Christmas day meant the same as any other day for thousands of migrants walking through southern Mexico: more trudging under a hot sun.
There were no presents. Christmas Eve dinner was a sandwich, a bottle of water and a banana handed out by the Catholic church to some of the migrants in the town of Alvaro Obregon, in the southern state of Chiapas, which borders Guatemala.
Migrants spent Christmas night sleeping on a scrap of cardboard or plastic, stretched out under an awning, a tent, or on the bare ground.
In the morning, it was waking as usual at 4 a.m. to get an early start and avoid the worst of the heat, walking to the next town, Huixtla, 20 miles (30 kilometers) away.
The migrants included single adults, but also entire families, all eager to reach the U.S. border and angry and frustrated at having to wait weeks or months in the nearby city of Tapachula for documents that might allow them to continue their journey.
Mexico claims it doesn’t give out transit visas, but migrants keep hoping to get some sort of document so they can at least take buses to the border.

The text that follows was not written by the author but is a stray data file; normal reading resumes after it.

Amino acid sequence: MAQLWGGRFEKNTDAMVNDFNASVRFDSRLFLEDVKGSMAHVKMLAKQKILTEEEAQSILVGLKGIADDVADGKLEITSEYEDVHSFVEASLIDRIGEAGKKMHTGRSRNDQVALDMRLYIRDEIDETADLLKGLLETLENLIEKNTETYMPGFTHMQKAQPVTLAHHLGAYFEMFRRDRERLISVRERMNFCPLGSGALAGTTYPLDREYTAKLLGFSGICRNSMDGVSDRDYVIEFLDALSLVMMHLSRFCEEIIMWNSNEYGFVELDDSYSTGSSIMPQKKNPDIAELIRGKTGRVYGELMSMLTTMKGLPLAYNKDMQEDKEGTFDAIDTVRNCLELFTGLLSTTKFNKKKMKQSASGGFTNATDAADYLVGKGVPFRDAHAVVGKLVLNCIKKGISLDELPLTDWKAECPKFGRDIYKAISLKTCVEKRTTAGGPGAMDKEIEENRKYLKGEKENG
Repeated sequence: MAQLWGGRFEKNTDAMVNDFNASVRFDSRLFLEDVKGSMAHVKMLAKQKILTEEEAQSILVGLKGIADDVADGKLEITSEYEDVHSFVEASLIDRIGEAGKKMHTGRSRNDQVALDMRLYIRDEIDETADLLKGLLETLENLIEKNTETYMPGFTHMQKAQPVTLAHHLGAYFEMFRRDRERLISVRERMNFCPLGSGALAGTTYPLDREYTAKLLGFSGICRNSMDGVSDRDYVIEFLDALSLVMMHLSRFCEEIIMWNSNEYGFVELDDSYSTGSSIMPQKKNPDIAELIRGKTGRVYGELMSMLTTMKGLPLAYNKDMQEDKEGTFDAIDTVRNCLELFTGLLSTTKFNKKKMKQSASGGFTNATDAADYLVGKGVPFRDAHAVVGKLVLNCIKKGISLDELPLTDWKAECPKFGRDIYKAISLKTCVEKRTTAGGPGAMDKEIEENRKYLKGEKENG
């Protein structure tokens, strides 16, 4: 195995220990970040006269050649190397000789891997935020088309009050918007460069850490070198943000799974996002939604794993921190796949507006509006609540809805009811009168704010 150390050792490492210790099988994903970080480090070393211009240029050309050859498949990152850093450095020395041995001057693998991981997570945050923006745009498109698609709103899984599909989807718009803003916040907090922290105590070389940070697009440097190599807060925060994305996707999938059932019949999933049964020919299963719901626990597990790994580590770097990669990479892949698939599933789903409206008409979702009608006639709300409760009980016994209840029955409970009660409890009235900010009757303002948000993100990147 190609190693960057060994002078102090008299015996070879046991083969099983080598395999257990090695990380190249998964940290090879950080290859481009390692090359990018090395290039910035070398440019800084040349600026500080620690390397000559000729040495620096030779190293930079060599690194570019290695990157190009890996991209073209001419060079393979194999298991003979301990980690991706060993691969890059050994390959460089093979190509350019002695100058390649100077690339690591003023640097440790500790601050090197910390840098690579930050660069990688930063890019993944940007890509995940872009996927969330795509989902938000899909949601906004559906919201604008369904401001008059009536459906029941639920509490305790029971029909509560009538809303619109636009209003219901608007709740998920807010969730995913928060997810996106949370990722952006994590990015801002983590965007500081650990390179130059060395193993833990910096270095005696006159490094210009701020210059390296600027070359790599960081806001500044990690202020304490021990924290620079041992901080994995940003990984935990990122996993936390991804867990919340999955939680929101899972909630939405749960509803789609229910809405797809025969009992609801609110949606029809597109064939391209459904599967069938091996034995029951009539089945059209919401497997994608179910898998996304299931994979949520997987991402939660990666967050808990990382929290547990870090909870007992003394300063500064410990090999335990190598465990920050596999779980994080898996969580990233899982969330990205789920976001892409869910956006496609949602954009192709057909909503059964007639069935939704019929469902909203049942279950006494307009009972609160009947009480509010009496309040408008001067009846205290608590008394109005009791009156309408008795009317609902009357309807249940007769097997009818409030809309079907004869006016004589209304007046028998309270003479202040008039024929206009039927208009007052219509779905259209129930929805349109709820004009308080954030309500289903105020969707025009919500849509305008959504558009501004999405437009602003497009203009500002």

Mexico says it detected 680,000 migrants moving through the country in the first 11 months of 2023.
At around 6,000 people, the migrant caravan that set out Sunday was the largest one since June 2022, when a similarly sized group departed Tapachula.
This year’s Christmas caravan came a few days before U.S. officials are to meet with their Mexico counterparts in Mexico City to explore ways to stem the surge of migrants showing up at the U.S. southwest border.
The Mexican government has already said it is willing to help try to block migrants from crossing Mexico; the government had little choice, after U.S. officials briefly closed two vital Texas railway border crossings, claiming they were overwhelmed by processing migrants.
That put a chokehold on freight moving from Mexico to the United States, as well as grain needed to feed Mexican livestock moving south.
The rail crossings have since been reopened, but the message was clear.
10,000 migrants arrested per day at the U.S. border
U.S. Secretary of State Antony Blinken is expected to arrive in Mexico City Wednesday to hammer out new agreements to control the surge of migrants seeking entry into the United States. The U.S. delegation will also include Homeland Security Secretary Alejandro Mayorkas and White House homeland security advisor Liz Sherwood-Randall.
This month, as many as 10,000 migrants were arrested per day at the U.S. southwest border.
Arrests for illegal crossing topped 2 million in each of the U.S. government’s last two fiscal years, reflecting technological changes that have made it easier for migrants to leave home to escape poverty, natural disasters, political repression and organized crime.